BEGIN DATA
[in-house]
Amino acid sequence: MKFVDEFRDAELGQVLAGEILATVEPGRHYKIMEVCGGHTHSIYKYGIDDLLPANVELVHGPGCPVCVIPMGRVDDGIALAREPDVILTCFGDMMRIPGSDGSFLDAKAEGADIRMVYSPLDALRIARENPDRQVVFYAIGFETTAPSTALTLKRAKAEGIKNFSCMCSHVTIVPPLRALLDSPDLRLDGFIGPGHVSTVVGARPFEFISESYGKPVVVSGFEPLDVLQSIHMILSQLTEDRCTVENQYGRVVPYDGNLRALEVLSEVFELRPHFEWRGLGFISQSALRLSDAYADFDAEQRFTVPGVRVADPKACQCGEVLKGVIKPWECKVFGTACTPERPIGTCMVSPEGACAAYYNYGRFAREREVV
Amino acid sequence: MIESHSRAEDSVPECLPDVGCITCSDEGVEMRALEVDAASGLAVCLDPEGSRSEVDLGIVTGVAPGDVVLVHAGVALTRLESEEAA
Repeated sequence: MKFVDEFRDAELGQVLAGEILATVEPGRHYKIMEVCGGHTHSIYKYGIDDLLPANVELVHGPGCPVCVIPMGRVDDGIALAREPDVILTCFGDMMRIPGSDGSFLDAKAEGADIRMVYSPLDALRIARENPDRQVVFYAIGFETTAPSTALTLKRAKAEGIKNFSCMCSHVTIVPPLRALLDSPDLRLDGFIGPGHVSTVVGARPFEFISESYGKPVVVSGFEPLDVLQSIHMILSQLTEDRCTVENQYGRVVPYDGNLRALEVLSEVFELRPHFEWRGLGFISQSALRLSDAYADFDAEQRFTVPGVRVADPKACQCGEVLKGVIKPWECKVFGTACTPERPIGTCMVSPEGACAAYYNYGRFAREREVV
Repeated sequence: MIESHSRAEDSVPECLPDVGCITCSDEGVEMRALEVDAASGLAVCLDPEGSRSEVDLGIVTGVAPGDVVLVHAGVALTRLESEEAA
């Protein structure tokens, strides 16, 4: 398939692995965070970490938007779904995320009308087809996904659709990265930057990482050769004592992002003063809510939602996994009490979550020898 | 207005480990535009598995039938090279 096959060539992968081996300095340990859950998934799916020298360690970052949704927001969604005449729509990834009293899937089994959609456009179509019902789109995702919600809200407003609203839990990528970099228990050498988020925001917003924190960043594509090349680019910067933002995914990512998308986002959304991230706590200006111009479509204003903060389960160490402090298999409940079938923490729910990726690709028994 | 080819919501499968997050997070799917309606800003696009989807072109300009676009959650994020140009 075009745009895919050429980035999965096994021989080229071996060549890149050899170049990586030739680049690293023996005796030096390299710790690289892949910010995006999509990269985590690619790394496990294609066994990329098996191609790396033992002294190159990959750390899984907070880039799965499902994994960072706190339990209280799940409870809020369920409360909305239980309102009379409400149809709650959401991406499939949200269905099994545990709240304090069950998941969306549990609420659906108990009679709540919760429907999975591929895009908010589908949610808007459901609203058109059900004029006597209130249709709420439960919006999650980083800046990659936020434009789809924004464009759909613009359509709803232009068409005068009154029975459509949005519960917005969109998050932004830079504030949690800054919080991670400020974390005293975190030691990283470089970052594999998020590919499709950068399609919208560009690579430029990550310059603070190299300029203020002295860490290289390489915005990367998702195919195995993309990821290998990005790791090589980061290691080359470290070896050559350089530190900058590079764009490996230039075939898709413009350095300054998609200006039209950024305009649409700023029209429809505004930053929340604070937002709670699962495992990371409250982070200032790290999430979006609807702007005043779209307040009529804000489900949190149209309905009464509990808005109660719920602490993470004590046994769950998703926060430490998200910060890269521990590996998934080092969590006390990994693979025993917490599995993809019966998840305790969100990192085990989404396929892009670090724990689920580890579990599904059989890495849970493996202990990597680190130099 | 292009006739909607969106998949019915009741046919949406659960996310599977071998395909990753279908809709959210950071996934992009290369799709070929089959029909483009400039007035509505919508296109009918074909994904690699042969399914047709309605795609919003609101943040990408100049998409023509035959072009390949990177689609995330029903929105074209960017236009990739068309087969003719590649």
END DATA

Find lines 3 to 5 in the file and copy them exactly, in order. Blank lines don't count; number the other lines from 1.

Amino acid sequence: MIESHSRAEDSVPECLPDVGCITCSDEGVEMRALEVDAASGLAVCLDPEGSRSEVDLGIVTGVAPGDVVLVHAGVALTRLESEEAA
Repeated sequence: MKFVDEFRDAELGQVLAGEILATVEPGRHYKIMEVCGGHTHSIYKYGIDDLLPANVELVHGPGCPVCVIPMGRVDDGIALAREPDVILTCFGDMMRIPGSDGSFLDAKAEGADIRMVYSPLDALRIARENPDRQVVFYAIGFETTAPSTALTLKRAKAEGIKNFSCMCSHVTIVPPLRALLDSPDLRLDGFIGPGHVSTVVGARPFEFISESYGKPVVVSGFEPLDVLQSIHMILSQLTEDRCTVENQYGRVVPYDGNLRALEVLSEVFELRPHFEWRGLGFISQSALRLSDAYADFDAEQRFTVPGVRVADPKACQCGEVLKGVIKPWECKVFGTACTPERPIGTCMVSPEGACAAYYNYGRFAREREVV
Repeated sequence: MIESHSRAEDSVPECLPDVGCITCSDEGVEMRALEVDAASGLAVCLDPEGSRSEVDLGIVTGVAPGDVVLVHAGVALTRLESEEAA